Stop Calling Marriage a 'Luxury Good'

If you want to talk about economic inequality in matrimony, don't just look at the weddings. Look at the divorces.


For college graduates, marriage is a promise you make late—and tend to keep. For non-college-graduates, it's a promise you make early—and tend to break.

That is the very simplest I can break down this massive, and massively interesting, survey from the Bureau of Labor Statistics, on marriage trends by education and race. There have been a lot of articles this year comparing marriage to a "luxury good"—something the rich do and the poor avoid. It's not that simple.

Let's begin with a graph (of course) that illustrates the first paragraph of this article, perfectly. You're looking at marriages rates for Americans born around 1960, surveyed by the National Longitudinal Survey of Youth 1979, up until 2010. Focus on the the crossing lines. College-educated men and women marry later—age 26.5 versus 22.7 for non-grads—but marry a little more frequently, and divorce much less.

So why is it misleading to call marriage a "luxury good"? A luxury good is something the rich buy, and the poor don't. But the majority of practically every major demographic gets married before their 40s. That's not a luxury good. That's just ... a good.

If marriage were truly a luxury good, you'd expect marriage rates to be wildly different by education attainment, since education levels strongly predict income. But they don't. At all levels of education attainment (which I'm using as a rough proxy for income), marriage is pretty common. This is not what a luxury good looks like ...

But there are two inequality stories when it comes to marriage. The first is race. The second is divorce.

Even though there is no marriage gap by education, there is a huge marriage gap between blacks and the rest of the population surveyed by BLS. Blacks marry later (and less often) than whites or Hispanics, as the graph below shows clearly.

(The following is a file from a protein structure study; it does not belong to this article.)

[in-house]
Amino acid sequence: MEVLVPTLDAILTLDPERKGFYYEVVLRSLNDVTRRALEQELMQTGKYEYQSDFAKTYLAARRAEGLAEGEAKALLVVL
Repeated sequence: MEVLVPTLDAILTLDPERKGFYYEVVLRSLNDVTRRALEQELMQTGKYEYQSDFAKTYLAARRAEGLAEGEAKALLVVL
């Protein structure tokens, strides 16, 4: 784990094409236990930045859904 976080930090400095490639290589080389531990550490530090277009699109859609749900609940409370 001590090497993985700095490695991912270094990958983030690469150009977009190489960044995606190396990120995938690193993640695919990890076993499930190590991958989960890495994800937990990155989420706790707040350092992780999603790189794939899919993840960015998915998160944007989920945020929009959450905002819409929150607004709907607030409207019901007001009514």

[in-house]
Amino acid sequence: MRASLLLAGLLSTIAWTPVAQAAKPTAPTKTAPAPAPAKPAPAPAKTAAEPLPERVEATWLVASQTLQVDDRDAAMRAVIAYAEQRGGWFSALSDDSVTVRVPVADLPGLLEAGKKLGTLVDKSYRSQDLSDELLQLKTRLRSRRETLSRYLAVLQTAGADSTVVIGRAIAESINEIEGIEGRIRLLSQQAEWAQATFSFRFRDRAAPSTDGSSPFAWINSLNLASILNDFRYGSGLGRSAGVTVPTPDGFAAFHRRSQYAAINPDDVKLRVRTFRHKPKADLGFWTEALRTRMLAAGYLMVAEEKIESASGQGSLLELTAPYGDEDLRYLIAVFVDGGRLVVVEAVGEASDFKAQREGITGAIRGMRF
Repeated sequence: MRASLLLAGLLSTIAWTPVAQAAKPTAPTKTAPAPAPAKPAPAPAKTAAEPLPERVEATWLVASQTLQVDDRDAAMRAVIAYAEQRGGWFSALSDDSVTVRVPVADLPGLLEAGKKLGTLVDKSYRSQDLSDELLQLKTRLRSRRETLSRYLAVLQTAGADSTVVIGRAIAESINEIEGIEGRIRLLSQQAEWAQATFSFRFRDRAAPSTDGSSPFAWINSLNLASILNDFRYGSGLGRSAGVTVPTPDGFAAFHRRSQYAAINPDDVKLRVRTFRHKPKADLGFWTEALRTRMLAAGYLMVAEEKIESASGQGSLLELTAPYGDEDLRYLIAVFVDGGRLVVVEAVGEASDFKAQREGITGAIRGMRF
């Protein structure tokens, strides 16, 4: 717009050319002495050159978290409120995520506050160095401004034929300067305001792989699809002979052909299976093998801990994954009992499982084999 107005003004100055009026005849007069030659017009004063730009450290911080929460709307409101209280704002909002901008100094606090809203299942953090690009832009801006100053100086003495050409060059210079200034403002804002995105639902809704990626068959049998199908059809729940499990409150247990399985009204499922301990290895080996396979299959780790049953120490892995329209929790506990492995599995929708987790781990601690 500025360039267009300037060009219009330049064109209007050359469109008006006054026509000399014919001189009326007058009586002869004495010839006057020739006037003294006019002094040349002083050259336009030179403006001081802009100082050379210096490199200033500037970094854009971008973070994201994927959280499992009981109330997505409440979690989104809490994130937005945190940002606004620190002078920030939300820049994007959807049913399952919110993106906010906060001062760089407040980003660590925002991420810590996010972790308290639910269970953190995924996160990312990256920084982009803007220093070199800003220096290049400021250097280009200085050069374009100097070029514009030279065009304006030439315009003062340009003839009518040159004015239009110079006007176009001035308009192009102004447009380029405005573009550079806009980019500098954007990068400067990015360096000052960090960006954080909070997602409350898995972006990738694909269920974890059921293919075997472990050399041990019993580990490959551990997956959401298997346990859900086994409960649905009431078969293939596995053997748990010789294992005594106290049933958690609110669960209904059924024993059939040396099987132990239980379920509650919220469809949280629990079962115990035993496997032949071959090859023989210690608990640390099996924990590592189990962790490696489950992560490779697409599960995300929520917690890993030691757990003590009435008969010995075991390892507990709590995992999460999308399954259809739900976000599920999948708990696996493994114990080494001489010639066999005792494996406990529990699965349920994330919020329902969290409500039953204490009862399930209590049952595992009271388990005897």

In fact, blacks are three-times more likely to be unmarried by the age of 46 than the rest of the population. If they divorce, they are also less likely to get married again. (The fact that the market for marriage is hugely different by race, but not by education attainment, is fascinating to me, but I don't have a clear explanation for it now.)

The second inequality story is about divorce. Divorce doesn't look like a luxury good; it looks like an inferior good. The richer you are, the less likely you are to do it. Divorce rates by age 46 are twice as high among high-school dropouts than college grads.

The point isn't that a 30-percent divorce rate among bachelor's degree holders is low. Divorce is common. But it's much, much more common for drop-outs and graduates of high school, only.

This same point is made more starkly (albeit less colorfully) in new study of divorce trends from Demographic Research. Watch the rising black bars and falling white bars. The story you're following is that divorce rates among dropouts are going up, up, up, while divorce for bachelor's holders have fallen to half-century lows. Today, more than half of the marriages by men and women with less than a high school diploma end in divorce, according to BLS.

Marriage sorta-kinda looks like a luxury good. But divorce definitely looks like the opposite: an inferior good, with rising demand among the lowest-educated (and lowest earners) and falling demand among the rich.

Let's throw one more variable into the mix: Age. Younger marriages are more likely to end in divorce, no matter how long you spend at school. Among marriages beginning between 15 and 22, nearly 60 percent ended in divorce (including nearly 50 percent among college-educated couples). "People who marry later are more likely than younger couples to stay married," the researchers found.
That's a lot of marriage data in one bite, but this isn't just matrimony trivia. Too many single-parent households, which cluster among the least-educated, are a blight on both adult lives and child development. The children of rich, college educated parents aren't just lucky because their parents are rich and college-educated. They're lucky because they have parents, plural, in the household, who can divide work and child-care. "Young people from less-privileged homes are more likely to graduate from college and earn more if raised by two married parents," Brad Wilcox wrote for The Atlantic just yesterday. Marriage rates aren't just pushed around by larger economic forces. They push back.